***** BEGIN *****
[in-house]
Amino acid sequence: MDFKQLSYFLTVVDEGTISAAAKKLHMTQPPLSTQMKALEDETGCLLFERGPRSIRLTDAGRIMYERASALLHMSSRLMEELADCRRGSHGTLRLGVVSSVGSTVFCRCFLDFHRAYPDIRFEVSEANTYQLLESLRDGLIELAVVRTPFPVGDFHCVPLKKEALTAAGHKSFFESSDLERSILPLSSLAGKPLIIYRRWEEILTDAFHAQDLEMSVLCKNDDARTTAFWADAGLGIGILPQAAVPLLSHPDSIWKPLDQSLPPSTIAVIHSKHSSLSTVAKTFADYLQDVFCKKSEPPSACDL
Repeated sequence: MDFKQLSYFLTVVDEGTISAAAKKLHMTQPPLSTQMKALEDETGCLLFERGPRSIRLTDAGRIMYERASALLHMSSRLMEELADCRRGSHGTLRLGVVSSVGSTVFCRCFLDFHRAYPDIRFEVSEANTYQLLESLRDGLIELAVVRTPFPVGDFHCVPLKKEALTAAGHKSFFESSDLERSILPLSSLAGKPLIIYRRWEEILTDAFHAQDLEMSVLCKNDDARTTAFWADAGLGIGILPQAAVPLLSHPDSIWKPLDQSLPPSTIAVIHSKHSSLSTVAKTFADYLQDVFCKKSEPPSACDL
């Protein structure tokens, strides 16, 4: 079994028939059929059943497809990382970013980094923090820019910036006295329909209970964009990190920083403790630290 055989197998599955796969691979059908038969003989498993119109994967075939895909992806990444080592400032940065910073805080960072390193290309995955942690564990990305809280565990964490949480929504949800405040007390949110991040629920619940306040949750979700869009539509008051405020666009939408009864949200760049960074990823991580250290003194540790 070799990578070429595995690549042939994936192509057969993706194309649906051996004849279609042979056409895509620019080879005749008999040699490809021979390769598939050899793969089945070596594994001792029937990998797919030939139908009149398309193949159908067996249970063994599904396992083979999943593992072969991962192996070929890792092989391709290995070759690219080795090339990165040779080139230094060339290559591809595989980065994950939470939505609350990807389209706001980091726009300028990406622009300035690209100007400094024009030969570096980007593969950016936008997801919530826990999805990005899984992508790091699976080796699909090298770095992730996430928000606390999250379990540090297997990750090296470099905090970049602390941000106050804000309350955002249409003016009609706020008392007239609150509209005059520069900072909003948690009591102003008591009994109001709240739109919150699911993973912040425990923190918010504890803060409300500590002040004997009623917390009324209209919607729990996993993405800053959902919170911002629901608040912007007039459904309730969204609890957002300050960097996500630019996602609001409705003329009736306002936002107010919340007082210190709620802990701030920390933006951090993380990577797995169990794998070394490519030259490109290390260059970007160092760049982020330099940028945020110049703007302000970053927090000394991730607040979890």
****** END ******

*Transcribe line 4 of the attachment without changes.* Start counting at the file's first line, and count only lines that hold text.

């Protein structure tokens, strides 16, 4: 079994028939059929059943497809990382970013980094923090820019910036006295329909209970964009990190920083403790630290 055989197998599955796969691979059908038969003989498993119109994967075939895909992806990444080592400032940065910073805080960072390193290309995955942690564990990305809280565990964490949480929504949800405040007390949110991040629920619940306040949750979700869009539509008051405020666009939408009864949200760049960074990823991580250290003194540790 070799990578070429595995690549042939994936192509057969993706194309649906051996004849279609042979056409895509620019080879005749008999040699490809021979390769598939050899793969089945070596594994001792029937990998797919030939139908009149398309193949159908067996249970063994599904396992083979999943593992072969991962192996070929890792092989391709290995070759690219080795090339990165040779080139230094060339290559591809595989980065994950939470939505609350990807389209706001980091726009300028990406622009300035690209100007400094024009030969570096980007593969950016936008997801919530826990999805990005899984992508790091699976080796699909090298770095992730996430928000606390999250379990540090297997990750090296470099905090970049602390941000106050804000309350955002249409003016009609706020008392007239609150509209005059520069900072909003948690009591102003008591009994109001709240739109919150699911993973912040425990923190918010504890803060409300500590002040004997009623917390009324209209919607729990996993993405800053959902919170911002629901608040912007007039459904309730969204609890957002300050960097996500630019996602609001409705003329009736306002936002107010919340007082210190709620802990701030920390933006951090993380990577797995169990794998070394490519030259490109290390260059970007160092760049982020330099940028945020110049703007302000970053927090000394991730607040979890």